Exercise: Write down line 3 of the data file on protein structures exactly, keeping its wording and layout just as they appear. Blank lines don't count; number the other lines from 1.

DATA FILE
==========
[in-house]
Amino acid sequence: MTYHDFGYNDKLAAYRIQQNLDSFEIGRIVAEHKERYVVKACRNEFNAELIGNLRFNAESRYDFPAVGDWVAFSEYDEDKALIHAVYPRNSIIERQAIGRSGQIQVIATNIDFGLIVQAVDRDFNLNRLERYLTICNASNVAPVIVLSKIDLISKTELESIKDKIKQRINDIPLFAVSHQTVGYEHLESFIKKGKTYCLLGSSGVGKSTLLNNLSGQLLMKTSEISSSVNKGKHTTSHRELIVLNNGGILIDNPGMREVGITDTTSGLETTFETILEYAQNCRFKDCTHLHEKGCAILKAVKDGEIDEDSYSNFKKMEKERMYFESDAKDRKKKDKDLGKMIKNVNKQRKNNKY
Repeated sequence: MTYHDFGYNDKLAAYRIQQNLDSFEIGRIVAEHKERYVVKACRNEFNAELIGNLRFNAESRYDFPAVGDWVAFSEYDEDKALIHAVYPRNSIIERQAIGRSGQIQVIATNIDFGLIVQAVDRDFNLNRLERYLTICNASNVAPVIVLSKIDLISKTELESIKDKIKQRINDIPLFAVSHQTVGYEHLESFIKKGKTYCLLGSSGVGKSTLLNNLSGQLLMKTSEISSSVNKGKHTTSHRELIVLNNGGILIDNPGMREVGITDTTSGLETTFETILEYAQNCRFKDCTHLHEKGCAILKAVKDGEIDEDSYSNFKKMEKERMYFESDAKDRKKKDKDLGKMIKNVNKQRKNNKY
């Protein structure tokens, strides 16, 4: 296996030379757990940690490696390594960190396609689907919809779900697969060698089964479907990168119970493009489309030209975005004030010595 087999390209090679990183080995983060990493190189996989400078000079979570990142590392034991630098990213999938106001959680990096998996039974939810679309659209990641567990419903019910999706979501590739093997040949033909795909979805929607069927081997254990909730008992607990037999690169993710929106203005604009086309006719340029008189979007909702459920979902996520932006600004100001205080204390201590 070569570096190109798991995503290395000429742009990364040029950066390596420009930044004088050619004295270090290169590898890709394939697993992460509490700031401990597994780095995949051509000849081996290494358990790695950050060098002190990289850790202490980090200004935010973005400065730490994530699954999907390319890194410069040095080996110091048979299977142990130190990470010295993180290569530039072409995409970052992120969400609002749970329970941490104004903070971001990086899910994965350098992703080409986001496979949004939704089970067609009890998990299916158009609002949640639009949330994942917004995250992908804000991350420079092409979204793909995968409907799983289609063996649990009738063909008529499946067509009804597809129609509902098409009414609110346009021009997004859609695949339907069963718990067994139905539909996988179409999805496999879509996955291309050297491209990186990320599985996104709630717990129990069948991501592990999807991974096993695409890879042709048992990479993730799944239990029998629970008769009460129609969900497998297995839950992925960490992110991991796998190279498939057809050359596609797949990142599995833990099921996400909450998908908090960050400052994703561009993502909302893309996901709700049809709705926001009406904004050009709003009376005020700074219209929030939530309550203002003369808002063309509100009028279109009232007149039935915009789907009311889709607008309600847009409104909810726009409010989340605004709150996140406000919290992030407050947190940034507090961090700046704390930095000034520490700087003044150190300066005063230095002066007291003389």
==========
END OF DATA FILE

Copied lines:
Repeated sequence: MTYHDFGYNDKLAAYRIQQNLDSFEIGRIVAEHKERYVVKACRNEFNAELIGNLRFNAESRYDFPAVGDWVAFSEYDEDKALIHAVYPRNSIIERQAIGRSGQIQVIATNIDFGLIVQAVDRDFNLNRLERYLTICNASNVAPVIVLSKIDLISKTELESIKDKIKQRINDIPLFAVSHQTVGYEHLESFIKKGKTYCLLGSSGVGKSTLLNNLSGQLLMKTSEISSSVNKGKHTTSHRELIVLNNGGILIDNPGMREVGITDTTSGLETTFETILEYAQNCRFKDCTHLHEKGCAILKAVKDGEIDEDSYSNFKKMEKERMYFESDAKDRKKKDKDLGKMIKNVNKQRKNNKY